In some embodiments, the PSQAM scheme is based on a predetermined pulseamplitude modulation (PAM) level distribution. In some embodiments, the PSQAM scheme comprises a PS1024QAM scheme.
In some embodiments, the generating of the OFDM signal from the parallel complex symbols includes performing an Npoint Inverse Fast Fourier Transform (IFFT) on the parallel complex symbols, wherein N is an integer.
In some embodiments, the OFDM signal is a Discrete Fourier TransformSpread (DFTS) OFDM signal, and wherein the generating of the OFDM signal from the parallel complex symbols includes performing an Lpoint Fast Fourier Transform (FFT) on the parallel complex symbols to obtain an Lpoint DFTS signal, and performing an Npoint Inverse Fast Fourier Transform (IFFT) on the Lpoint DFTS signal to obtain the DFTS OFDM signal, wherein N is equals to a number of subcarriers of the DFTS OFDM signal and wherein N and L are integers.
In some embodiments, the realvalue OFDM signal is generated by performing subcarrier modulation on the serial OFDM signal.
In another exemplary embodiment, a method of optical communication, implemented at a receiver in an optical communication network, comprises receiving and converting a realvalue OFDM signal to a complexvalue OFDM signal, removing cyclic prefix from the complexvalue OFDM signal, converting, after removing the cyclic prefix, the complexvalue OFDM signal from serial data to parallel data to obtain a parallel OFDM signal, generating, from the parallel OFDM signal, complex symbols based on a probabilistic shaped quadrature amplitude modulation (PSQAM) scheme, and demapping the complex symbols using a probabilistic shaped quadrature amplitude demodulation scheme to obtain an output signal.
In some embodiments, the generating of the complex symbols comprises performing an Npoint Fast Fourier Transform (FFT) on the parallel OFDM signal to obtain intermediate complex symbols, wherein N is equal to a number of subcarriers of the OFDM signal, performing postequalization on the intermediate complex symbols to obtain parallel equalized complex symbols, converting the parallel equalized complex symbols to serial complex symbols, performing decision directed least mean square (DDLMS) equalization on the serial complex symbols to obtain the complex symbols.
In some embodiments, the OFDM signal is a Discrete Fourier TransformSpread (DFTS) OFDM signal, and the generating of the complex symbols comprises performing an Npoint Fast Fourier Transform (FFT) on the parallel OFDM signal to obtain DFTS complex symbols, wherein N is equal to a number of subcarriers of the DFTS OFDM signal, performing postequalization on the DFTS complex symbols to obtain equalized DFTS complex symbols, performing an Lpoint Inverse Fourier Transform (IFFT) on the equalized DFTS complex symbols to obtain parallel equalized complex symbols, converting the parallel equalized complex symbols to serial complex symbols, and performing decision directed least mean square (DDLMS) equalization on the serial complex symbols to obtain the complex symbols.
In yet another example aspect, the abovediscussed methods may be implemented in a communication apparatus that includes a memory, a processor and a network interface. The processor may read instructions from the memory to implement the abovedescribed methods.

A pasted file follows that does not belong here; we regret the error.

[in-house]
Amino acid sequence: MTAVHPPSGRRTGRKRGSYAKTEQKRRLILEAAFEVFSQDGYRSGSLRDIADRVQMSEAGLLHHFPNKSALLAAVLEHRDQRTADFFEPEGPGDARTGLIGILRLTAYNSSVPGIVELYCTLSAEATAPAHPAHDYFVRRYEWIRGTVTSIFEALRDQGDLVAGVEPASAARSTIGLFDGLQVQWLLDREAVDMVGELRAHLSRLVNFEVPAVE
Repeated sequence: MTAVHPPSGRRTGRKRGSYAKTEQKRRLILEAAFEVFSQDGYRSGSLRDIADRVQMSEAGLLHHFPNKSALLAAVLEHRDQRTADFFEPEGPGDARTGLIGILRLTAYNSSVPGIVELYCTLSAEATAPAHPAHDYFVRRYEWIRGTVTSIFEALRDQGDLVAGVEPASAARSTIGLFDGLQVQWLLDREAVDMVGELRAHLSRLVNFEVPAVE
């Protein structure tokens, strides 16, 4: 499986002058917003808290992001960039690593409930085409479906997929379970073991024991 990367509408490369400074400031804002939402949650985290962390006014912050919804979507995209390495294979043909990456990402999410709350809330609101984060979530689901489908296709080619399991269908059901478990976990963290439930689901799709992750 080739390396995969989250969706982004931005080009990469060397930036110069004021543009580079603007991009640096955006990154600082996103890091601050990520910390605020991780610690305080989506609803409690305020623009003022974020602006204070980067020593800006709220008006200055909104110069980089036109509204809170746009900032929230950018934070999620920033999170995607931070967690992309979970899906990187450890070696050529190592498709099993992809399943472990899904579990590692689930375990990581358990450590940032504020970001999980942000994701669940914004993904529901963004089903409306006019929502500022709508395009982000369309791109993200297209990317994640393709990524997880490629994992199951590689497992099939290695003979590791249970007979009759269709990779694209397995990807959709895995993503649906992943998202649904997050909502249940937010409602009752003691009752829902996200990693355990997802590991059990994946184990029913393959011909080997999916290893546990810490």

These and other aspects, and example implementations and variations are set forth in the drawings, the description and the claims.
In the description, section headings are used only for ease of understanding and do not limit the disclosed embodiments and technology to any particular section. In this patent document, the term “exemplary” is used to mean “an example of” and does not imply that the described technique is an “ideal” or “preferred” technique. The term technique may refer to an embodiment using software, hardware, or a combination thereof.
Nowadays, demand for ultrahigh data rate optical transmission is continuously growing. To meet the increasing demand on high data communication bandwidth, developers are continuously looking for new ways to carry a greater number of data bits over existing communication infrastructure. For instance, direct detection (DD) optical transmission is considered the more attractive and feasible solution due to the system construction cost, computation complexity and lower power consumption. Recently, probabilistic shaping (PS) has become a particularly promising technology in coherent optical system due to its higher spectral efficiency (SE), higher capacity and same computation complexity.
Compared with conventional quadrature amplitude modulation (QAM) schemes, PSQAM modulation could overcome the lack in granularity with Shannon capacity, while standard QAM formats offer a coarse granularity in SE and a penalty in signal noise ratio (SNR). However, PSQAM modulation is now investigated by theoretical analysis and simulation results in coherent optical system. The experimental results are rare and most of them focus on PS64QAM or PS256QAM format with single carrier modulation. Some other experimental results of single carrier PS1024QAM modulation in coherent receiver show that the achievable information rate is only 5.9bits/QAM symbol for PS dualpolarization (DP) 1024QAM. However, the information rate for a uniform DP1024QAM could be 20bits/QAM symbol (10bits/Sa×2=20bits/Sa) and the information rate for a uniform DP8QAM could be 6bits/QAM symbol. So considering the forward error correction (FEC) threshold, the single carrier PS1024QAM modulation of some other experimental results could only support uniform DP8QAM format. Besides, orthogonal frequencydivision multiplexing (OFDM) with optimized bitloading and powerloading per subcarrier is another way to improve performance. Nevertheless, it can bring large computation complexity in the transmitter and receiver sides while PSQAM modulation could save this additional cost. It is one interesting topic to investigate whether the system performance can be improved by using PS technology in OFDM system.
This patent document experimentally demonstrates an exemplary 30Gbit/s/λ probabilistically shaped 1024QAM DFTS OFDM over 40km SSMF in an IMDD system. The Achievable Information Rate (AIR) of 9.5344bits/QAM symbol is successfully achieved by PS1024QAM format. As further discussed below, the comparison between OFDM and Discrete Fourier Transformspread (DFTS) OFDM with and without PS shows the feasibility for further performance improvement in bandwidthconstrained system. To the best of our knowledge, this is the first time a PS modulation format is employed in OFDM modulation, e.g., in a PS1024QAM configuration, and the high AIR is achieved under the FEC threshold.